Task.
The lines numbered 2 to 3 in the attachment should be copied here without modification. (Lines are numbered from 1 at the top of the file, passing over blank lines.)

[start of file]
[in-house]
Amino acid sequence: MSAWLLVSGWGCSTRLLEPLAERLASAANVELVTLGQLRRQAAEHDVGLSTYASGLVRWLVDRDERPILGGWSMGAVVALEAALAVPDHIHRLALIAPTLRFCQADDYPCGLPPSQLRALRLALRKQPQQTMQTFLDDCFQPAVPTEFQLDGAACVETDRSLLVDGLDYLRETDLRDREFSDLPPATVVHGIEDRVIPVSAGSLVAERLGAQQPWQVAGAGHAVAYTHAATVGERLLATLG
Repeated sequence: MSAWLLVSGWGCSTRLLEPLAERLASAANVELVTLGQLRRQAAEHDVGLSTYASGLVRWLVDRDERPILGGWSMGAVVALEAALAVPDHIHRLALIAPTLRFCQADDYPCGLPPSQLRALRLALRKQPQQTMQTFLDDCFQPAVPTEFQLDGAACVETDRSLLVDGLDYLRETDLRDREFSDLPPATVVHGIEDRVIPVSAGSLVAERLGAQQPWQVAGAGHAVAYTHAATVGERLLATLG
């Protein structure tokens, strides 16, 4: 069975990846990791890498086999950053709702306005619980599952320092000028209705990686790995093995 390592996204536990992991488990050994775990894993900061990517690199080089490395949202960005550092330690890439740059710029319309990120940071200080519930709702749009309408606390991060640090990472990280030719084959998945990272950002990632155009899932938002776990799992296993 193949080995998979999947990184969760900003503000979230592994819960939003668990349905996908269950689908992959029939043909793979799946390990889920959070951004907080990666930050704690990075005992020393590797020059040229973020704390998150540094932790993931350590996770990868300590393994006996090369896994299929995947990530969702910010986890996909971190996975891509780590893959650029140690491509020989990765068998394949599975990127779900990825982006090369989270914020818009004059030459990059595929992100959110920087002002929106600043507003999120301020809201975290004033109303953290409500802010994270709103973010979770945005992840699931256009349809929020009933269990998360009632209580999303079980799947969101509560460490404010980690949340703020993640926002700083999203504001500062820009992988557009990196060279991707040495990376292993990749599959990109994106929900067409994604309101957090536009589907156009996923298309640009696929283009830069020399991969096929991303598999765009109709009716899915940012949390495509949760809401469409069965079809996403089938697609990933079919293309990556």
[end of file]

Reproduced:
Amino acid sequence: MSAWLLVSGWGCSTRLLEPLAERLASAANVELVTLGQLRRQAAEHDVGLSTYASGLVRWLVDRDERPILGGWSMGAVVALEAALAVPDHIHRLALIAPTLRFCQADDYPCGLPPSQLRALRLALRKQPQQTMQTFLDDCFQPAVPTEFQLDGAACVETDRSLLVDGLDYLRETDLRDREFSDLPPATVVHGIEDRVIPVSAGSLVAERLGAQQPWQVAGAGHAVAYTHAATVGERLLATLG
Repeated sequence: MSAWLLVSGWGCSTRLLEPLAERLASAANVELVTLGQLRRQAAEHDVGLSTYASGLVRWLVDRDERPILGGWSMGAVVALEAALAVPDHIHRLALIAPTLRFCQADDYPCGLPPSQLRALRLALRKQPQQTMQTFLDDCFQPAVPTEFQLDGAACVETDRSLLVDGLDYLRETDLRDREFSDLPPATVVHGIEDRVIPVSAGSLVAERLGAQQPWQVAGAGHAVAYTHAATVGERLLATLG